Wednesday, June 4, 2014

Summer reads

The library brings something out in me. I'm like a kid in a candy store and I just can't help myself. So many stories. So many adventures and possibilities. So little time (sigh). 

I'm gearing up for the summer and can't wait to jump into these books. Am I being a bit too ambitious with eight different titles? If I've got roughly 12 weeks of summer, that gives me about a week and a half to finish each book. Doable? I say all things are possible if you've got the will.

A quick rundown of my Summer 8:

Love in the Time of Cholera 
By Gabriel Garcia Marquez

I'm embarrassed to admit that I've never read any of Gabriel Garcia Marquez's books. But his death this year prompted me to finally step into his magical world. I look forward to meeting Florentino Ariza and Fermina Daza and wonder what Marquez will reach me about their ill-fated love. 

"To him she seemed so beautiful, so seductive, so different from ordinary people, that he could not understand why no one was as disturbed as he by the clicking of her heels on the paving stones, why no one else's heart was wild with the breeze stirred by the sighs of her veils, why everyone did not go mad with the movements of her braid, the flight of her hands, the gold of her laughter. He had not missed a single one of her gestures, not one of the indications of her character, but he did not dare approach her for fear of destroying the spell." 
By Osamu Tezuka

The godfather of Japanese comics, Osamu Tezuka elevated manga to an art form. I wouldn't consider myself a manga fan but I got sucked into this one after the first few pages. Tezuka brings ancient India to life through this graphic novel about the Buddha. I can't think of a better way to learn about Buddha's life and legacy.

There Will Come a Time
By Carrie Arcos

I'm most looking forward to finishing this one because the author is a good friend of mine. I remember when Carrie was dreaming about writing her first novel when we were on assignment together in Africa seven years ago. She followed through and her first work, Out of Reach, became a National Book Award finalist. There Will Come a Time is her second title and follows the story of Mark Santos, a high school senior who navigates his way through grief following the death of his twin sister, Grace.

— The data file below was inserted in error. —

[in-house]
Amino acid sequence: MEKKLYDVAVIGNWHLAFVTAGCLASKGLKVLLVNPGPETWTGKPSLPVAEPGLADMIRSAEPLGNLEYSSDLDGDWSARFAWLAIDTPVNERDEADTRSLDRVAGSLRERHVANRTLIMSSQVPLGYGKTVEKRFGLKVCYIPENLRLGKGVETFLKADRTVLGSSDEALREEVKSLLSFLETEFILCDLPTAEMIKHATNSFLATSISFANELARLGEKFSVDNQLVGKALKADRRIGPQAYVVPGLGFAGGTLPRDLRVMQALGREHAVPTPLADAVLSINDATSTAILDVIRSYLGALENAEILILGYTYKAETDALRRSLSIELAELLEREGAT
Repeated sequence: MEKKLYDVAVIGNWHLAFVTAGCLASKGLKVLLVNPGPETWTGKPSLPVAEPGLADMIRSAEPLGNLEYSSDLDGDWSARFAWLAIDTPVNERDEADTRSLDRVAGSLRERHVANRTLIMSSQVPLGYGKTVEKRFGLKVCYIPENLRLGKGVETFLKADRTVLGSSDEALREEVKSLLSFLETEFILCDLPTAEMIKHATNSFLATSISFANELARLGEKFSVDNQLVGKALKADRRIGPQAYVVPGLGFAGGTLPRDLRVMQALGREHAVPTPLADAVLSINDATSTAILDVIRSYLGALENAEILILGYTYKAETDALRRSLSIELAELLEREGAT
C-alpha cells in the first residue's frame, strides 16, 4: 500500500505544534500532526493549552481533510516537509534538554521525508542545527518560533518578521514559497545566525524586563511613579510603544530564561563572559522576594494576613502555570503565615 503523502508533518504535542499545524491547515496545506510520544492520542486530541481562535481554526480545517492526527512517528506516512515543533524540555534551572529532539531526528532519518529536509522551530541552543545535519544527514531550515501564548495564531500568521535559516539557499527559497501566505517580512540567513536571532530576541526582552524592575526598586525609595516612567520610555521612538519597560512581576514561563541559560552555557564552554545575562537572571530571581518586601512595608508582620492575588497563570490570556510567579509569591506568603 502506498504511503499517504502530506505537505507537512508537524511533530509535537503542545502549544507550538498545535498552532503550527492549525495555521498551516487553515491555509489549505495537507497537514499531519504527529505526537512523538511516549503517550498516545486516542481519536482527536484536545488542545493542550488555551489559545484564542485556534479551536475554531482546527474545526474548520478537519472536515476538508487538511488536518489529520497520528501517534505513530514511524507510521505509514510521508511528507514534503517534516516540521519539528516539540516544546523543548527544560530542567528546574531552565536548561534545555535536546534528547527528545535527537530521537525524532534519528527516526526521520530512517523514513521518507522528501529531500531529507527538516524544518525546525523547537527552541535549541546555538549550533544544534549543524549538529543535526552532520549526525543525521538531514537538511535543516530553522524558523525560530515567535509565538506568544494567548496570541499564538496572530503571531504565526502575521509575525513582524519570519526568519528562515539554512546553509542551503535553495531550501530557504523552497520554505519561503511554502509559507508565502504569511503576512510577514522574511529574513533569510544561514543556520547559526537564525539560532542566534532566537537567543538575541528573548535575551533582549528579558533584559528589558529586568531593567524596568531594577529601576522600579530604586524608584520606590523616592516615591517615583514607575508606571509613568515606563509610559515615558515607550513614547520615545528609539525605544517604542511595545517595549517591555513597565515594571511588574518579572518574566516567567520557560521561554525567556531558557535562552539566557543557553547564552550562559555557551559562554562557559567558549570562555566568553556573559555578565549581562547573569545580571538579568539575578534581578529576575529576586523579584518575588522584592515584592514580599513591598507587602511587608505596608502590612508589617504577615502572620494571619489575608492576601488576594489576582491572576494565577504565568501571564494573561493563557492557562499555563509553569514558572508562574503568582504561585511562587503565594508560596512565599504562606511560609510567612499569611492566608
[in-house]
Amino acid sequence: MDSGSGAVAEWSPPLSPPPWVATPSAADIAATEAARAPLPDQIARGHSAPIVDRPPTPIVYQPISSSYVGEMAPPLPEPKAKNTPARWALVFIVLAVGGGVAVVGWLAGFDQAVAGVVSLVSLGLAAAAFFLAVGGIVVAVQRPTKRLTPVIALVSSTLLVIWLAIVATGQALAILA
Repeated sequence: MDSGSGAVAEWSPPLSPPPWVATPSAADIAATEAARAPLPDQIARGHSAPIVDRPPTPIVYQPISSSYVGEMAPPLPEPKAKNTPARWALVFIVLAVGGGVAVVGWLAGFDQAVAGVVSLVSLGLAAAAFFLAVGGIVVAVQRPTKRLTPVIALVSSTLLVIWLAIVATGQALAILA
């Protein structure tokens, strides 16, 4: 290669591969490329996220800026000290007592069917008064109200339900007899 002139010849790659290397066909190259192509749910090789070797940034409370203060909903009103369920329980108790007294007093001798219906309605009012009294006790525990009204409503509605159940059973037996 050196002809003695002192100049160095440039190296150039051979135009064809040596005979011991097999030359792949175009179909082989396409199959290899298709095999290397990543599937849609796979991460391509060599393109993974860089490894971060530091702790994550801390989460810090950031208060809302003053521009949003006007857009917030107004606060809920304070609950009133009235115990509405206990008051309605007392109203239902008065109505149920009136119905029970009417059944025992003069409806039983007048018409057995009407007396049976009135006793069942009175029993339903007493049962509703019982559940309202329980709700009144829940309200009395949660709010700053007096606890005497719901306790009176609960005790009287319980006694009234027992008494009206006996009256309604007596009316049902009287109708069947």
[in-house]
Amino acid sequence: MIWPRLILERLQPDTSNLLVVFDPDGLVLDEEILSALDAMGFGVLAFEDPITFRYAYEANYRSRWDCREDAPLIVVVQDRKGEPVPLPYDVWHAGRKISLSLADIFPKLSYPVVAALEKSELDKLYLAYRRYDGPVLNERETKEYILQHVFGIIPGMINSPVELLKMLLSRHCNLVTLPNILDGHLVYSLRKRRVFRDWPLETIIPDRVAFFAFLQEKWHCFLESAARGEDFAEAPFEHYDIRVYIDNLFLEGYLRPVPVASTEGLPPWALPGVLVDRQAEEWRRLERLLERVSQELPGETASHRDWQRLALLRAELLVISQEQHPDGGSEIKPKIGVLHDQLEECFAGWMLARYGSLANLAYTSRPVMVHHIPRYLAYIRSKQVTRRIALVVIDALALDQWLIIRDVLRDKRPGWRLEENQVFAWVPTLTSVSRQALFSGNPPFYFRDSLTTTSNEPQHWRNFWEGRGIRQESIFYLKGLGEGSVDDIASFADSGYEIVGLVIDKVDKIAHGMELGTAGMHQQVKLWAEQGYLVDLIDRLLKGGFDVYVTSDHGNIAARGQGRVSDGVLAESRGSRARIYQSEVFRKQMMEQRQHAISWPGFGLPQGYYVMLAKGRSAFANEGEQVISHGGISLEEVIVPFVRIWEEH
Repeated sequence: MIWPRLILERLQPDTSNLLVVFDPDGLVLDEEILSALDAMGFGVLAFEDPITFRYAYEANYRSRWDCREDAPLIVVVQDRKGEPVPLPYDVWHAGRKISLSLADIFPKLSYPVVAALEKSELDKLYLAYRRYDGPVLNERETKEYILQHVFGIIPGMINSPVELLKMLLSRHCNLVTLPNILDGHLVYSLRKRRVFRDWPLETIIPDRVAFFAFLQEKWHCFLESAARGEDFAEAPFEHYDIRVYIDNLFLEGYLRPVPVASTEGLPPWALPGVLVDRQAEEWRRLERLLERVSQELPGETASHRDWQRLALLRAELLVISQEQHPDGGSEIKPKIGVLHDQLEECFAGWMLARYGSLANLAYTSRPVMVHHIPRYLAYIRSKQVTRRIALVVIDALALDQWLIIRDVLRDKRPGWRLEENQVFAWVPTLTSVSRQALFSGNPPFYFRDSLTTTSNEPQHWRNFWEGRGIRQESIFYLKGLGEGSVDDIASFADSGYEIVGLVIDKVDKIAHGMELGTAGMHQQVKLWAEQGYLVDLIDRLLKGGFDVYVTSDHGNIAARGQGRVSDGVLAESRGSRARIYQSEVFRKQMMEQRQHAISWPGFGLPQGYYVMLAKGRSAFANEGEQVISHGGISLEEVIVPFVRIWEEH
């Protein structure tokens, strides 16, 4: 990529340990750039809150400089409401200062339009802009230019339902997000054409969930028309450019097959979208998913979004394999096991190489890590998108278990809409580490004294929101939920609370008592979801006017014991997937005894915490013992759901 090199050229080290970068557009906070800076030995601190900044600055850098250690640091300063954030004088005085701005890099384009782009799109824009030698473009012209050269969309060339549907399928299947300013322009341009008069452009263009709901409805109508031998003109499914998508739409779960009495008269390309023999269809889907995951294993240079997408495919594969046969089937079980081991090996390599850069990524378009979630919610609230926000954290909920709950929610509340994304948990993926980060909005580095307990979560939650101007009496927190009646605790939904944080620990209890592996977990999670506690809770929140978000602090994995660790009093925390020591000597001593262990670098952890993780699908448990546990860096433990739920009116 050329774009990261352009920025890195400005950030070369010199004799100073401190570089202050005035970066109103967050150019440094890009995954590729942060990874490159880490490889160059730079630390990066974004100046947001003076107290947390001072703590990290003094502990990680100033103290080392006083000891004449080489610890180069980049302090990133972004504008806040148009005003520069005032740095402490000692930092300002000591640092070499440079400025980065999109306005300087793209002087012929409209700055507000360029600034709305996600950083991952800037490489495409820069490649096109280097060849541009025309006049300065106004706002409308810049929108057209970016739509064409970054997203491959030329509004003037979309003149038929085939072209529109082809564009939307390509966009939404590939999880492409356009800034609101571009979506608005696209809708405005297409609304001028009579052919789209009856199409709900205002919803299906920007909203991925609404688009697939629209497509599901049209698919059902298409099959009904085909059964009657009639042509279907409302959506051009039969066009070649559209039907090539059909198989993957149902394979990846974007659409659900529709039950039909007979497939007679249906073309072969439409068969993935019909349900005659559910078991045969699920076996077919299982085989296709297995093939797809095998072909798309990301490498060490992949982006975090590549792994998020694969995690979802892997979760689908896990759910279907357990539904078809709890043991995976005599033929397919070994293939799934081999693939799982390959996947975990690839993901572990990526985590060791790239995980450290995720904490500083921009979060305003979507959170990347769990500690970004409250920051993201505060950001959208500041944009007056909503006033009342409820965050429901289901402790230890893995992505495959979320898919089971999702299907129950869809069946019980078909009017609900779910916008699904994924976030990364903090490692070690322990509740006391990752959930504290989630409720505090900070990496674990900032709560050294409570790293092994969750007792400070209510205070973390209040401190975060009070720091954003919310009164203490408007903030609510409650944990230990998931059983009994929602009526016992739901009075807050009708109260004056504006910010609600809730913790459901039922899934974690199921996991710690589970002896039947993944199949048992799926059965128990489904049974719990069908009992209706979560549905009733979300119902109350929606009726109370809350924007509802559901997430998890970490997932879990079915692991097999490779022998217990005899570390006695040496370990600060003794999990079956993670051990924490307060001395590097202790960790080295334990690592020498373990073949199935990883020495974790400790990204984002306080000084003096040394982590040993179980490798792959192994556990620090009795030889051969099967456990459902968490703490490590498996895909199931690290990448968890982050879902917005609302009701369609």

The Best American Short Stories, 2008
Edited by Salman Rushdie

If I want smaller morsels of literary works the Best American series is my go-to. This summer, you'll find me on the beach reading this one. 

By Cheryl Strayed

Technically this book isn't a summer read as I finished it a few weeks ago. But I included it on my list because perhaps you'll want to include it on yours. Reeling from the death of her mother, Strayed decides to hike 1,100 miles of the Pacific Coast Trail solo. It's a compelling memoir told in her fantastic, irreverent, honest voice. A good read.

Still Life With Bread Crumbs
By Anna Quindlen

A friend recommended this one. The book's jacket cover tells me, "[An] often very funny story of unexpected love, and a stunningly crafted journey into the life of a woman, her heart, her mind, her days, as she discovers that life is a story with many levels, a story that is longer and more exciting than she ever imagined." I love Quindlen's work and the premise of the story sounds like good summer reading to me.

I Am Malala
By Malala Yousafzai

Seventeen-year-old Malala Yousafzai is changing the world. Activist, writer, speaker and survivor of a Taliban's near-fatal gun attack while riding the bus home from school, Malala is like a phoenix rising from the ashes. "I come from a country that was created at midnight," she writes in her memoir. "When I almost died it was just after midnight." I look forward to reading words from the warrior herself.

The Goldfinch
By Donna Tartt

Seems like every powerful, influential woman is reading or wants to read Donna Tartt's The Goldfinch. At 771 pages, this one is my most ambitious summer read. I know almost nothing about it (other than it is Tartt's first new book in 11 years and won her a Pulitzer Prize). Palo Alto Online says, "Sometimes you should believe the hype." Well in that case, I'm intrigued.  

What about you? What are you reading this summer?